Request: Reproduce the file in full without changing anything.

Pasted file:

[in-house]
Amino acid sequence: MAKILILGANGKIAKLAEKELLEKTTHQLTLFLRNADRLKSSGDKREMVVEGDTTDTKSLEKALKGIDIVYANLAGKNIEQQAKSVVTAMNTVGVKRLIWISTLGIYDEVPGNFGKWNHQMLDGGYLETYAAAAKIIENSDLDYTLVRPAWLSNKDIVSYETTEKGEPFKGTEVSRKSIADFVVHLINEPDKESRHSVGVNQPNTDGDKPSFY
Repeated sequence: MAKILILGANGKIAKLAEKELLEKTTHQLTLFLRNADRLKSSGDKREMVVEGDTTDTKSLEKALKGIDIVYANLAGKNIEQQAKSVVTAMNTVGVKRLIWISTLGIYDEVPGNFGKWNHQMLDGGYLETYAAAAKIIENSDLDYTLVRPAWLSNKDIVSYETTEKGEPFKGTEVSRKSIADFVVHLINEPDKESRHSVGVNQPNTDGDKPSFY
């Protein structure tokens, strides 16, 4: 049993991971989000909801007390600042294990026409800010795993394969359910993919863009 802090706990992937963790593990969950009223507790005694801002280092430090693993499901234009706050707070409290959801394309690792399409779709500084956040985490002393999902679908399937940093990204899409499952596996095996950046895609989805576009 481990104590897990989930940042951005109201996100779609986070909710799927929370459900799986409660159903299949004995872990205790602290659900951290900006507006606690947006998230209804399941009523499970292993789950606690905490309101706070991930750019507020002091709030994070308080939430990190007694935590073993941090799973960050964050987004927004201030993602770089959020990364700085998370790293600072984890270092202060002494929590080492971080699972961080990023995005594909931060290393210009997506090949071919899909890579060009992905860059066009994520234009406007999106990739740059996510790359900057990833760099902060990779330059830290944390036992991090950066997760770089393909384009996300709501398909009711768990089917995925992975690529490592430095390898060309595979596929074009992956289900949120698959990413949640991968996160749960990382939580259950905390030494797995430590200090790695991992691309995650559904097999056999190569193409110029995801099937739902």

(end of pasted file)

[in-house]
Amino acid sequence: MAKILILGANGKIAKLAEKELLEKTTHQLTLFLRNADRLKSSGDKREMVVEGDTTDTKSLEKALKGIDIVYANLAGKNIEQQAKSVVTAMNTVGVKRLIWISTLGIYDEVPGNFGKWNHQMLDGGYLETYAAAAKIIENSDLDYTLVRPAWLSNKDIVSYETTEKGEPFKGTEVSRKSIADFVVHLINEPDKESRHSVGVNQPNTDGDKPSFY
Repeated sequence: MAKILILGANGKIAKLAEKELLEKTTHQLTLFLRNADRLKSSGDKREMVVEGDTTDTKSLEKALKGIDIVYANLAGKNIEQQAKSVVTAMNTVGVKRLIWISTLGIYDEVPGNFGKWNHQMLDGGYLETYAAAAKIIENSDLDYTLVRPAWLSNKDIVSYETTEKGEPFKGTEVSRKSIADFVVHLINEPDKESRHSVGVNQPNTDGDKPSFY
């Protein structure tokens, strides 16, 4: 049993991971989000909801007390600042294990026409800010795993394969359910993919863009 802090706990992937963790593990969950009223507790005694801002280092430090693993499901234009706050707070409290959801394309690792399409779709500084956040985490002393999902679908399937940093990204899409499952596996095996950046895609989805576009 481990104590897990989930940042951005109201996100779609986070909710799927929370459900799986409660159903299949004995872990205790602290659900951290900006507006606690947006998230209804399941009523499970292993789950606690905490309101706070991930750019507020002091709030994070308080939430990190007694935590073993941090799973960050964050987004927004201030993602770089959020990364700085998370790293600072984890270092202060002494929590080492971080699972961080990023995005594909931060290393210009997506090949071919899909890579060009992905860059066009994520234009406007999106990739740059996510790359900057990833760099902060990779330059830290944390036992991090950066997760770089393909384009996300709501398909009711768990089917995925992975690529490592430095390898060309595979596929074009992956289900949120698959990413949640991968996160749960990382939580259950905390030494797995430590200090790695991992691309995650559904097999056999190569193409110029995801099937739902």